DALLAS, Texas (CBSDFW.COM) – At only 10-years-old, Khadence Matthews wants to spread a message of hope for those like her, people living with sickle cell anemia.
Matthews invited CBSDFW to tag along with her as she received one of her routine blood transfusions at Children’s Medical Center Dallas. She receives her blood transfusions every 5 to 6 weeks and every time it lasts about 4 hours.READ MORE: City Of Dallas Cancels At-Home COVID Vaccination Program That Was To Use Johnson & Johnson Doses
“Don’t be scared. Everybody is with you. Don’t be scared,” said Matthews when asked what kind of message she has for others dealing with similar challenges.
Sickle cell anemia is defined by doctors as a rare hereditary disease where unhealthy red blood cells fail to carry the proper amount of oxygen to the rest of the body.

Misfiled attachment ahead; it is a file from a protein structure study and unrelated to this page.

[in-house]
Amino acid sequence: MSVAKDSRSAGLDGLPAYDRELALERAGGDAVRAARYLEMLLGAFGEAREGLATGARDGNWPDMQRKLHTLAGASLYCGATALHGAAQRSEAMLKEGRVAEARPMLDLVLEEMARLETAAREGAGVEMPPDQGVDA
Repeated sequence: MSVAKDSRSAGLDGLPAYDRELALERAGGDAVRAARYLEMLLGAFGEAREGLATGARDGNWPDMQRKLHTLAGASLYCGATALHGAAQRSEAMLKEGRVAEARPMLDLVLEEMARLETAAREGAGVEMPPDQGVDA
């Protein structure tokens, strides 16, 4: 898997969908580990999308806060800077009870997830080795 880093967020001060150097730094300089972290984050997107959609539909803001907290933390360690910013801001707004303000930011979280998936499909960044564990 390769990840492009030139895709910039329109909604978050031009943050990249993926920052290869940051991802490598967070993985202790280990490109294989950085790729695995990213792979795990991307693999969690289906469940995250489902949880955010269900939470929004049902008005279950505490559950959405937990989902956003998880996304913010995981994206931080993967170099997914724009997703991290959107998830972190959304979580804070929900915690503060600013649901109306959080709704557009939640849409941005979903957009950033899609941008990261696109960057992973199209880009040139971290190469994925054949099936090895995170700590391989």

Along with her mother and doctor, Matthews is sharing their story ahead of World Sickle Cell Day, and World Blood Donor day later this month.READ MORE: FDA Recommends "Pause" For Johnson & Johnson COVID Vaccine To Review Blood Clot Cases
They are hoping to raise awareness for the disease and encourage others to donate blood for life-saving treatments.
Doctors say in America sickle cell effects about 100,000 people, and while there are new emerging therapies, blood donations are still crucial in treating sickle cell anemia.
The problem according to Dr. Alecia Nero is the donation pool is not as diverse as they would like it to be.MORE NEWS: Troops From Mexico, Honduras, Guatemala Deployed To Guard Borders And Lower Migration
“Blood is a life-saving therapy for many of our patients with the worse complications,” said Nero.